At this point the author takes up the history in detail, and the evidence he presents clearly demonstrates that the postwar period was not, as commonly depicted, the final hurrah of laissez-faire. On the contrary, “with the war concluded, leaders from a number of industries undertook a campaign on behalf of a system of ‘cooperation’ and ‘self-regulation’ for American industry” (p. 28). In a virtual summation of his book, he writes, “World War I may not have made the world safe for democracy, but it did give encouragement to some business leaders that a system of ‘business cooperation,’ subject to legal enforcement by the government, could become a functional reality in order to make competition safe for business” (p. 28).

Shaffer emphasizes that business leaders of the 1920s and 1930s disagreed about political programs. For each manager concerned about a possible loss of present market share, there were always many others striving to gain market share. Managers of and investors in firms whose standing in an industry was well established were always more inclined to freeze the structure of the economy. By virtue of their relative rank and stature, such companies were also more likely to be prominent in their industry associations and in the eyes of their legislative representatives.

Shaffer leaves his readers with no doubts about the ethical and practical advantages of a free and competitive market system. Those advantages accrue to the benefit of consumers, to society at large, and ultimately to business enterprises themselves. In one of the more fascinating sections of the book, he discusses what he sees as the relevance of the emerging science of “chaos,” both to the perceptions of early business leaders about the dangers of ruthless competition and to the idea that disequilibrium—the “creative destruction” depicted by Joseph Schumpeter—is the key to economic health. “Survival of any business firmor an entire industry, economic system, or even civilizationis dependent upon maintaining an unceasing resiliency, a capacity to accommodate itself to the inevitable changes occasioned by our entropic world” (p. 38).

The 1920s were marked by a political tug-of-war over business policy. On one side were corporate leadersand career politicians, such as Herbert Hooverwho saw in the WIB the precise mechanism they craved to control competition and to force “order” on the economy. On the other side were advocates not of laissez-faire, but of so-called self-regulation. Trade association “codes of ethics,” developed by most industries during or after the war, were intended to achieve identical goals through voluntary restraints on competition. The Harding and Coolidge administrations tended to be very receptive to the latter approach. The now-predictable result, of course, was that without enforcement authority, industry leaders spent their energy excoriating the “ten-percenters,” who refused to cooperate, or trying to outlaw one example after another of “unfair competition.” Almost every imaginable method of competition was attacked during the 1920s.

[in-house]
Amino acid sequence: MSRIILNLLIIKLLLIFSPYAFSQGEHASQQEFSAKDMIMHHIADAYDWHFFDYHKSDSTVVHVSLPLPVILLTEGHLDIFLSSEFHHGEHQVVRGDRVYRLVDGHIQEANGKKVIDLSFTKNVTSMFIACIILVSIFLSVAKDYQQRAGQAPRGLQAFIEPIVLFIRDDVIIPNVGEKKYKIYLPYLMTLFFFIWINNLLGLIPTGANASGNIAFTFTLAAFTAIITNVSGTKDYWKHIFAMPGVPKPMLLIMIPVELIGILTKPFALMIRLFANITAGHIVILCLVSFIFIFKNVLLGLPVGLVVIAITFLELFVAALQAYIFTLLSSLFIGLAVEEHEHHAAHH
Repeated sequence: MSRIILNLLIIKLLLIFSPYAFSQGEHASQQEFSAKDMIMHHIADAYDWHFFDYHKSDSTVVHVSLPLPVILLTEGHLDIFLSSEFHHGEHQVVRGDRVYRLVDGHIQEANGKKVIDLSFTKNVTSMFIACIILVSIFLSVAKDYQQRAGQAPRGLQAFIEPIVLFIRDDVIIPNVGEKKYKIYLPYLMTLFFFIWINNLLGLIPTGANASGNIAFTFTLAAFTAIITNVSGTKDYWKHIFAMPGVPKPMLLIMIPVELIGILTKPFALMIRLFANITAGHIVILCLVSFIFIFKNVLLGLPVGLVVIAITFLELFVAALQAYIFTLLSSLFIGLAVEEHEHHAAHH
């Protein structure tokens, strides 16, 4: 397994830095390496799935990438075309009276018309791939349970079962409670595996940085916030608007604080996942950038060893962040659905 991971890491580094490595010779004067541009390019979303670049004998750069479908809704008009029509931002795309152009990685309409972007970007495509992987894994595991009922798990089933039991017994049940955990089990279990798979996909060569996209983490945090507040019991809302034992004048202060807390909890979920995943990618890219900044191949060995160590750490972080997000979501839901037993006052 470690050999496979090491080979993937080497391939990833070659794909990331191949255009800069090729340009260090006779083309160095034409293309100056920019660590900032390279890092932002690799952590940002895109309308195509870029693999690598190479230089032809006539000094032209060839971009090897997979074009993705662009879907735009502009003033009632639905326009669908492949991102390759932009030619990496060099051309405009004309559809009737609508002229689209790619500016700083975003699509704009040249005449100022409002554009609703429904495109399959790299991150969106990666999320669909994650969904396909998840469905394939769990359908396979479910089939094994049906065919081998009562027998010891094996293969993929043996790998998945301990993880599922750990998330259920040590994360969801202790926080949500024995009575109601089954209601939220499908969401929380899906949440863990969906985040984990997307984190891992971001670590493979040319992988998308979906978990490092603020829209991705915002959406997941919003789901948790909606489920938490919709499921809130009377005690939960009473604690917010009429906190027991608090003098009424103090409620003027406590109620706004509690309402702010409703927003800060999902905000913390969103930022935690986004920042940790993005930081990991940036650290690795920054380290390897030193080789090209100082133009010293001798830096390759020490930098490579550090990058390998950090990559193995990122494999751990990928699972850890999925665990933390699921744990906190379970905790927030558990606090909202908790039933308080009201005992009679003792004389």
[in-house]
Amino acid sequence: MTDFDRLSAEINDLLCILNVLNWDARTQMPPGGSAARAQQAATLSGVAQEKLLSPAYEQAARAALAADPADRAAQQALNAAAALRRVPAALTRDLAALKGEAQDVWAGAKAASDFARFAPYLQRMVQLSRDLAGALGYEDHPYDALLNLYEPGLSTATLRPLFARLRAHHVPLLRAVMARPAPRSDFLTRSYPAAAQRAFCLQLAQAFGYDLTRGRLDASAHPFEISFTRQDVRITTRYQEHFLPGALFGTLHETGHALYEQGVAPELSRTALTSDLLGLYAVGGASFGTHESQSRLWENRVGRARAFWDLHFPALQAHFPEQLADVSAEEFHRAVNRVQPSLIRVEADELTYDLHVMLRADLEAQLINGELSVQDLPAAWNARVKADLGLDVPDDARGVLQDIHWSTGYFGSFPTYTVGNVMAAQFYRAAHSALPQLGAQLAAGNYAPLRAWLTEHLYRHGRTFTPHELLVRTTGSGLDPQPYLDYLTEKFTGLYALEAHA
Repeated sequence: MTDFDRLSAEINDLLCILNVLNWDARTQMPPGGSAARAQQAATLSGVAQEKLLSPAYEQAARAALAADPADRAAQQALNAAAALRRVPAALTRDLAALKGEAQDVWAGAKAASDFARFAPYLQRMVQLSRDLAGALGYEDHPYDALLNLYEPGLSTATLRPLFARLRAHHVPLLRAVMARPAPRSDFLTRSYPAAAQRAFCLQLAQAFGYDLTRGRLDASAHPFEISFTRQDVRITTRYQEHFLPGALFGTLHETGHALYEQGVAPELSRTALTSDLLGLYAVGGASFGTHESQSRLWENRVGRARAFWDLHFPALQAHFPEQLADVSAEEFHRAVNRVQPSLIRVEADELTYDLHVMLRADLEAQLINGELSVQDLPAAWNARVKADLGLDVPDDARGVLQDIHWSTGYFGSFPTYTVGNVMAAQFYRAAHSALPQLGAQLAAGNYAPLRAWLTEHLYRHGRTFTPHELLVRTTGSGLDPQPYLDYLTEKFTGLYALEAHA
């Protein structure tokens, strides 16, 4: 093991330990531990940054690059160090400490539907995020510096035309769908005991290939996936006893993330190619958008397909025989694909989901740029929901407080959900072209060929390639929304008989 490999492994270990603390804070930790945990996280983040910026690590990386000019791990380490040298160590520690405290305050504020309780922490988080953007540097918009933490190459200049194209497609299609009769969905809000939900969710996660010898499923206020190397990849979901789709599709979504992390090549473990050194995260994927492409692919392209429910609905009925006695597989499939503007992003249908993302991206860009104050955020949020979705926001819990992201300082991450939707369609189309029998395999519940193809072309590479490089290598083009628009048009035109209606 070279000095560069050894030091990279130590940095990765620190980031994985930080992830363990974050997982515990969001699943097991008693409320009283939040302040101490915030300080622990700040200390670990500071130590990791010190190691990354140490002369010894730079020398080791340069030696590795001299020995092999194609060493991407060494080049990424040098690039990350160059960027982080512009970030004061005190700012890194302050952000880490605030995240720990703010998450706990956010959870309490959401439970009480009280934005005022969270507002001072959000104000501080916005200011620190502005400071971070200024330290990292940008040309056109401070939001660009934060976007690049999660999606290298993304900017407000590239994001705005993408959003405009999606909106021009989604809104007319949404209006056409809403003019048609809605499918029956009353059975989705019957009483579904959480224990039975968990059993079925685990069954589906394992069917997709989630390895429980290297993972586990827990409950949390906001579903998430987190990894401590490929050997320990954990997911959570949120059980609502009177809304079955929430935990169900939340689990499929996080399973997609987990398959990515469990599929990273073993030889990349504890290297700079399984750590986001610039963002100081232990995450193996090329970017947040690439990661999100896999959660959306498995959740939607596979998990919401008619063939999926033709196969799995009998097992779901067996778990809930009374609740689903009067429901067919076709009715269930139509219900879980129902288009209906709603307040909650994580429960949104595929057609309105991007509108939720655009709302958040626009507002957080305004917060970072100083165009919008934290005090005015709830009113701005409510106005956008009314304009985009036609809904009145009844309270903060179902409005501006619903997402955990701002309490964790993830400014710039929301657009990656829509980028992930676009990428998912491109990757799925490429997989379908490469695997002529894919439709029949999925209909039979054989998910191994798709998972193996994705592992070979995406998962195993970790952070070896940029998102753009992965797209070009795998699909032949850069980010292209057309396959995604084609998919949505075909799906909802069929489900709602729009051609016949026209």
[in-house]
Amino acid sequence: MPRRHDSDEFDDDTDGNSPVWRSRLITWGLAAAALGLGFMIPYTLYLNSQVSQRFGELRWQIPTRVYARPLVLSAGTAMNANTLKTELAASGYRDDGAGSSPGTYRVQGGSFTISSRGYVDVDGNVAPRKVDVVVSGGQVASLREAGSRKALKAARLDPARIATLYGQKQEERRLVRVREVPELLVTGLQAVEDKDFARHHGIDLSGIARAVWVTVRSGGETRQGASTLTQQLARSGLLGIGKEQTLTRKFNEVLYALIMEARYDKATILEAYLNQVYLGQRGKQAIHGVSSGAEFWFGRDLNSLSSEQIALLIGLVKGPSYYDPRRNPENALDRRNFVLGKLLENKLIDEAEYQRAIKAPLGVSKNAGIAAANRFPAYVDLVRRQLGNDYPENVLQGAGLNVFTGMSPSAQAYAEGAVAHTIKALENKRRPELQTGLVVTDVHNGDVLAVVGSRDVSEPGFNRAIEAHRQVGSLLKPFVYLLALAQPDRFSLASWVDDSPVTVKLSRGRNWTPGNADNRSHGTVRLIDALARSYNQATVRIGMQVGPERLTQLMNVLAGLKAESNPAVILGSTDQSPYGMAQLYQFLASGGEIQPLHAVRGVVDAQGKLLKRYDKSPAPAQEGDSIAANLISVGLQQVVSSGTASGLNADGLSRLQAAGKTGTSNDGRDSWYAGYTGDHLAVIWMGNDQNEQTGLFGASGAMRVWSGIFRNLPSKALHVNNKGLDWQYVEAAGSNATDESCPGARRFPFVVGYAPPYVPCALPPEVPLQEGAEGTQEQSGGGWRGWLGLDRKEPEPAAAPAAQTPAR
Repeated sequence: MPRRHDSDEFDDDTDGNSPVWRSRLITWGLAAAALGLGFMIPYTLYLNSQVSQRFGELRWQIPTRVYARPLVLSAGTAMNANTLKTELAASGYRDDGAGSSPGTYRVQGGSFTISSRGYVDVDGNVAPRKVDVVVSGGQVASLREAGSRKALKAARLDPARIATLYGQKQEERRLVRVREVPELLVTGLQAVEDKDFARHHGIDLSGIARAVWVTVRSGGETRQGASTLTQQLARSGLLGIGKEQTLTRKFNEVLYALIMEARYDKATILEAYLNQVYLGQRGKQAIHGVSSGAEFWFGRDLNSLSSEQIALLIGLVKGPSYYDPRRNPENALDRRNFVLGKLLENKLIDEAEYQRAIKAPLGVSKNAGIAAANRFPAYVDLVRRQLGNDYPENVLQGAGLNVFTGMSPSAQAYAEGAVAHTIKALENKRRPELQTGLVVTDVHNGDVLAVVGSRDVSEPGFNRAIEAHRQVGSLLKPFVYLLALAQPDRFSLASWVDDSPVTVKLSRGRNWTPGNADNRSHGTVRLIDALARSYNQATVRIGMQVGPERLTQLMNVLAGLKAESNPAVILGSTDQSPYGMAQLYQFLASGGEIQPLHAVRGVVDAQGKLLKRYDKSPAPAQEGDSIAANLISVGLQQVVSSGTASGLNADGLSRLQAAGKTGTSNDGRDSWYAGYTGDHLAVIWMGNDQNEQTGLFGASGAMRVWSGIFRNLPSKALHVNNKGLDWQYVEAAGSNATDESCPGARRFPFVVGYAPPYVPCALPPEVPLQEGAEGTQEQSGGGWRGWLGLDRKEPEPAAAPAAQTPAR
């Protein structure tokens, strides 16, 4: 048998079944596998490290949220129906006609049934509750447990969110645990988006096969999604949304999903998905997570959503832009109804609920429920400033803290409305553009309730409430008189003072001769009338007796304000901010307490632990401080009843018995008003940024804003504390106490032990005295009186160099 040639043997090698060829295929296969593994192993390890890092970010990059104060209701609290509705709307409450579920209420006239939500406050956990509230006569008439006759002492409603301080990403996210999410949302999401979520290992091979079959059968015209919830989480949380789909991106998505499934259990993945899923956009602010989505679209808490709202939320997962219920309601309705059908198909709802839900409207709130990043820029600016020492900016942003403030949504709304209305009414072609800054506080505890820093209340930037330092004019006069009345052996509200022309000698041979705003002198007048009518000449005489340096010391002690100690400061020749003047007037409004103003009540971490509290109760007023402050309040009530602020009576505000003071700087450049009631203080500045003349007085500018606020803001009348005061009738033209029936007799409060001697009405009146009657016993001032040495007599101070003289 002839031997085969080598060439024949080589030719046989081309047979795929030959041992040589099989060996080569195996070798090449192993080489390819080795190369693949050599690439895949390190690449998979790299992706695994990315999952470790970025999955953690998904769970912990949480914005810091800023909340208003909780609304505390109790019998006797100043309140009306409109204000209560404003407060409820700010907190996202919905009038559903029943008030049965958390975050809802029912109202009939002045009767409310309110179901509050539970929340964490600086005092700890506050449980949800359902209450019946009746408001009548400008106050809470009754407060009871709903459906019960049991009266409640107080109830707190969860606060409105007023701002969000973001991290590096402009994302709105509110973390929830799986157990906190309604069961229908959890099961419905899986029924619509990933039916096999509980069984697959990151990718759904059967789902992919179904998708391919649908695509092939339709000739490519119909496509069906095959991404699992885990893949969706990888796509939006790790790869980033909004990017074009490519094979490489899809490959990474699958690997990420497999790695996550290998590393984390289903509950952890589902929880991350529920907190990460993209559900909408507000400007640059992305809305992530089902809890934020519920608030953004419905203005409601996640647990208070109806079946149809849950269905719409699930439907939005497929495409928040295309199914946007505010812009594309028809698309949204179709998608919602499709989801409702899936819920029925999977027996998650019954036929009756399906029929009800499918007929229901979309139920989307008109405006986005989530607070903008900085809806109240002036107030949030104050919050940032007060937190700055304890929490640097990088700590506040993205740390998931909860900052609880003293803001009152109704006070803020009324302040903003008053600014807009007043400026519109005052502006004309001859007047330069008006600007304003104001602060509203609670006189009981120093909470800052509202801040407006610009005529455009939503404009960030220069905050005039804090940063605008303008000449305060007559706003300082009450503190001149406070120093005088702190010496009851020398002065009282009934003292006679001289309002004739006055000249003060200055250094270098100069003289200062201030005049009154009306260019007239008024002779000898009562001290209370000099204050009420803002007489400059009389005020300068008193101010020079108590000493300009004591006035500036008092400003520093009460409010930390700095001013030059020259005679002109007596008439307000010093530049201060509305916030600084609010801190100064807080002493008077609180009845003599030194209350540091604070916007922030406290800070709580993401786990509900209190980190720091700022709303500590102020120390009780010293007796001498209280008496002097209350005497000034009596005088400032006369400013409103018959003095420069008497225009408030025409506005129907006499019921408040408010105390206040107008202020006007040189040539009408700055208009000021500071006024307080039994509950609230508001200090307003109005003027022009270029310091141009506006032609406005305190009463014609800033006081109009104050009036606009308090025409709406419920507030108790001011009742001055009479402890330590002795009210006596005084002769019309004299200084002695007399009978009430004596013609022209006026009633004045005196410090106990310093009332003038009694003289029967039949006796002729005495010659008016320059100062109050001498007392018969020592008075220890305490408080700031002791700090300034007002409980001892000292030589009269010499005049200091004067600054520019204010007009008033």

The election of Herbert Hoover (derisively called “Wonder Boy” by Calvin Coolidge) and the subsequent crash of the stock market provided both a rationale and the support for business to regain the wartime mechanisms for controlling competition. One Hoover administration initiative after another garnered strong support from the business community, but as economic conditions worsened, the demands for intervention grew more radical. Then, with the worsening of the Great Depression and the election of Franklin D. Roosevelt, the support and the rationale both soared to new heights. The National Industrial Recovery Act (NIRA) of 1933, far from a program passed over the objections of business, was actually the culmination of fifteen years of special pleading by business leaders. Shaffer’s book dispels any remaining doubts about its genesis as a plan endorsed and lobbied for by business. The facts and the quotations are numerous; their impact is overwhelming.

Richard W. Wilcke
University of Louisville
American HistoryEconomic History and DevelopmentEconomic PolicyEconomyInternational Economics and DevelopmentLaw and LibertyTrade
Other Independent Review articles by Richard W. Wilcke
Fall 2004 An Appropriate Ethical Model for Business and a Critique of Milton Friedman’s Thesis
Fall 2003 More Arrows Bouncing Off the Great H. L. Mencken